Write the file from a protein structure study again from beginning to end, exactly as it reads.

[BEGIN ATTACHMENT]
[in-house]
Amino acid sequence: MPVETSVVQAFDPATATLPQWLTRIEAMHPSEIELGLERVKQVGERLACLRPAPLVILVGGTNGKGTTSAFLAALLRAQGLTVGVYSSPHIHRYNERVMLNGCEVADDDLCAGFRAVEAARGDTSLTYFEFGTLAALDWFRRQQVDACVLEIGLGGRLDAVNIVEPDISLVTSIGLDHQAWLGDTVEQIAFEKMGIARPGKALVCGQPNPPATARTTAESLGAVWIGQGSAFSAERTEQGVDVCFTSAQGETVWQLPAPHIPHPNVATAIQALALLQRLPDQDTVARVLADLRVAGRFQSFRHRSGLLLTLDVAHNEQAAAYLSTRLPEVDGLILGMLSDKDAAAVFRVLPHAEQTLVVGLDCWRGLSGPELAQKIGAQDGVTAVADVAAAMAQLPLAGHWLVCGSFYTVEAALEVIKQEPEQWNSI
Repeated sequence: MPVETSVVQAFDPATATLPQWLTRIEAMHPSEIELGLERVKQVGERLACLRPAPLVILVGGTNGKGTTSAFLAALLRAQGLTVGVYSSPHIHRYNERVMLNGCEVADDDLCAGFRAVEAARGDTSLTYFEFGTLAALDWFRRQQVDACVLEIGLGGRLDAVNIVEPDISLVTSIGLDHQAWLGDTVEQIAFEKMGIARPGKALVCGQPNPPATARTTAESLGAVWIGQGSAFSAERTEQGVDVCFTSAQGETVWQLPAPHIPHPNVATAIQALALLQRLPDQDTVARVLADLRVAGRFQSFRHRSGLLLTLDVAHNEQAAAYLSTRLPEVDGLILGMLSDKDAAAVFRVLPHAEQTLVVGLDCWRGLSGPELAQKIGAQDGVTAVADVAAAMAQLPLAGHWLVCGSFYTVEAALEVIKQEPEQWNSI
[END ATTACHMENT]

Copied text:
[in-house]
Amino acid sequence: MPVETSVVQAFDPATATLPQWLTRIEAMHPSEIELGLERVKQVGERLACLRPAPLVILVGGTNGKGTTSAFLAALLRAQGLTVGVYSSPHIHRYNERVMLNGCEVADDDLCAGFRAVEAARGDTSLTYFEFGTLAALDWFRRQQVDACVLEIGLGGRLDAVNIVEPDISLVTSIGLDHQAWLGDTVEQIAFEKMGIARPGKALVCGQPNPPATARTTAESLGAVWIGQGSAFSAERTEQGVDVCFTSAQGETVWQLPAPHIPHPNVATAIQALALLQRLPDQDTVARVLADLRVAGRFQSFRHRSGLLLTLDVAHNEQAAAYLSTRLPEVDGLILGMLSDKDAAAVFRVLPHAEQTLVVGLDCWRGLSGPELAQKIGAQDGVTAVADVAAAMAQLPLAGHWLVCGSFYTVEAALEVIKQEPEQWNSI
Repeated sequence: MPVETSVVQAFDPATATLPQWLTRIEAMHPSEIELGLERVKQVGERLACLRPAPLVILVGGTNGKGTTSAFLAALLRAQGLTVGVYSSPHIHRYNERVMLNGCEVADDDLCAGFRAVEAARGDTSLTYFEFGTLAALDWFRRQQVDACVLEIGLGGRLDAVNIVEPDISLVTSIGLDHQAWLGDTVEQIAFEKMGIARPGKALVCGQPNPPATARTTAESLGAVWIGQGSAFSAERTEQGVDVCFTSAQGETVWQLPAPHIPHPNVATAIQALALLQRLPDQDTVARVLADLRVAGRFQSFRHRSGLLLTLDVAHNEQAAAYLSTRLPEVDGLILGMLSDKDAAAVFRVLPHAEQTLVVGLDCWRGLSGPELAQKIGAQDGVTAVADVAAAMAQLPLAGHWLVCGSFYTVEAALEVIKQEPEQWNSI